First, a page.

Although trees in the Maritimes do not grow as fast as they do in more southern climates, they do grow fast enough to make purchasing a woodlot a reasonable investment. In simple terms, the quality of the investment depends on the amount of wood present now and the growth rate. Common Maritime growth rates are listed in Table 1.

Table 1. Potential Growth rates of Nova Scotia forests. Management can also increase quality which will also increase value.

Growth Rate (m3/ha/yr)
Increase in Value ($/ha/yr)
2 to 3
3 to 4
$3/m3 (firewood)
6 to 9
9 to 12
$8/m3 (firewood and sawlogs)
16 to 24
24 to 32
3 to 6
7 to 10
$8/m3 (pulpwood and sawlogs)
24 to 48
56 to 80

Based on the above values, purchasing a well-stocked managed woodlot for $1000 per hectare could provide a return of 5 to 10 percent. In the last 10 years, investments in woodlots have provided returns in excess of 10 percent. However, the above example is a very simple example of what can be a very complicated analysis. Other factors to consider include:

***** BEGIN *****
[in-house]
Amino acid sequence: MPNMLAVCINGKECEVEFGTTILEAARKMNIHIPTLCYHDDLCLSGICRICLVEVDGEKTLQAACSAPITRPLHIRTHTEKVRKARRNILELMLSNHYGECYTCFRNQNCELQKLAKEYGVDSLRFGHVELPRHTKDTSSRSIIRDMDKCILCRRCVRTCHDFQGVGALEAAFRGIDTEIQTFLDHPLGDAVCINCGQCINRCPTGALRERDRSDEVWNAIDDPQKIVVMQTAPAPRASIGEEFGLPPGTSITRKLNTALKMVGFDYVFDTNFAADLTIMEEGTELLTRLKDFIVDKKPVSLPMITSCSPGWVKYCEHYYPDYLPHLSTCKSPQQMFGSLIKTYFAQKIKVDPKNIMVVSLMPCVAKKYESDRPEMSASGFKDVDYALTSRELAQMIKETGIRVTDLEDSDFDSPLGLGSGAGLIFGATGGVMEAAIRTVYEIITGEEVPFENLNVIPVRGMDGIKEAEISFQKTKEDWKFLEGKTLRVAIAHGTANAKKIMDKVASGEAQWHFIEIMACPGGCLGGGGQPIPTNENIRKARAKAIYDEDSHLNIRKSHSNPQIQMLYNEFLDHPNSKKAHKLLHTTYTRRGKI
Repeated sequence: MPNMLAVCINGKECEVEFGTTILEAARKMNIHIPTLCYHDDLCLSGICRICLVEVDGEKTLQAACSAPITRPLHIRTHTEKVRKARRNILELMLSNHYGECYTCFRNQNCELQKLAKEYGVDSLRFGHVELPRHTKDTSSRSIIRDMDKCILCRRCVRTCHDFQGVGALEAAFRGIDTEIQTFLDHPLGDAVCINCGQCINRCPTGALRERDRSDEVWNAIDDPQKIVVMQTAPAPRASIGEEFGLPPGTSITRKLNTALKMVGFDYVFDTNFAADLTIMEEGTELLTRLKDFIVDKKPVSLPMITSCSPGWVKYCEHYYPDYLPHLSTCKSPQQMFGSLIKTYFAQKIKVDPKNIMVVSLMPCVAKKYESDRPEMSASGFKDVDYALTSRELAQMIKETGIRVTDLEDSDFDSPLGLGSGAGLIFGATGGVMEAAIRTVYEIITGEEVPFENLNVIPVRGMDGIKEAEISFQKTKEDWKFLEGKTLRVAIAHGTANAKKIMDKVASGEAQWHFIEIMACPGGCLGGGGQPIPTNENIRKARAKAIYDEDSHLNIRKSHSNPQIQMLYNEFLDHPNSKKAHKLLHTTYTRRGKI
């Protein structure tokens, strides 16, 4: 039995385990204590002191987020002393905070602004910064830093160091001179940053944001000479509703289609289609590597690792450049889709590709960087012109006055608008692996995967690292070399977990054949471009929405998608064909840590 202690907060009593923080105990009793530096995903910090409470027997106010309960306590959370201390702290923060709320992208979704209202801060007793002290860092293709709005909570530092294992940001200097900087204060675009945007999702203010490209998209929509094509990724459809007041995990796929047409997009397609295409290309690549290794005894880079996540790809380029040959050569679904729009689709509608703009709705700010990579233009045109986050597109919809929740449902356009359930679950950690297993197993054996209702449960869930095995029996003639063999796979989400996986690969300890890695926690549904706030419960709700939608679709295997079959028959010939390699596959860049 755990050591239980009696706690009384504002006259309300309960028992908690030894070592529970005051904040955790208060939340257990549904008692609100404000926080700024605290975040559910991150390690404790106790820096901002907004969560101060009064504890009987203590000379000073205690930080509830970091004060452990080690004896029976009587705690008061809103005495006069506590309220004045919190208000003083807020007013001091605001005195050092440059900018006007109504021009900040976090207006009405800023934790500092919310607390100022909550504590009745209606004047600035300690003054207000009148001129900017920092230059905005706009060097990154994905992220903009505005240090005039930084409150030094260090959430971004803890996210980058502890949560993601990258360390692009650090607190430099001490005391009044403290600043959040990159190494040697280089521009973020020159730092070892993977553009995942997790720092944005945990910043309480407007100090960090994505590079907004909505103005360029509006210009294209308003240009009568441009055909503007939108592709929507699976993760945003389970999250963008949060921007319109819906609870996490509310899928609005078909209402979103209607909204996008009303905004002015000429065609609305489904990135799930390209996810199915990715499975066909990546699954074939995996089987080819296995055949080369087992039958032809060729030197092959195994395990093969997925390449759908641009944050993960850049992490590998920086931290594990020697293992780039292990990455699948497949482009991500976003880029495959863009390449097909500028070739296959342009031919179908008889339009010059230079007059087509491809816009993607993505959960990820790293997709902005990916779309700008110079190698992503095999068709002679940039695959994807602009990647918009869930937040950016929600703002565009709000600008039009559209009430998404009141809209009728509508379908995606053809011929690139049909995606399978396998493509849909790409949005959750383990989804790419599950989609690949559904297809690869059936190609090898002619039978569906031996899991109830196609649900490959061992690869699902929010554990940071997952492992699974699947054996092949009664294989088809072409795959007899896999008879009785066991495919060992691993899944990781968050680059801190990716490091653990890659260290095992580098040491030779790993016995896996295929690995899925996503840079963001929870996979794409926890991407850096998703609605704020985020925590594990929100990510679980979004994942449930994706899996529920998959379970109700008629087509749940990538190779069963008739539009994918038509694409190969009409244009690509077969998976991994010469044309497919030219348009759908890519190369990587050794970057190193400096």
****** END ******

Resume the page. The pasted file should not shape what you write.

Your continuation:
• increased value for high quality hardwoods or softwoods
  • a potential real increase in bare land value
  • money spent on management
  • money spent on management
  • potential for income in addition to selling wood products
  • amount of wood present at time of purchase
  • taxes (see part B of this module)
  • potential for self employment
  • other personal reasons for owning land

Planning the purchase of a woodlot allows you to combine short and long term objectives with your personal goals. Managed properly, you can own a property that will generate income as well as maintain a reasonable rate of growth on your investment, so that there will be a nest egg for your retirement.

To illustrate the importance of matching objectives with woodlots, complete the exercise below: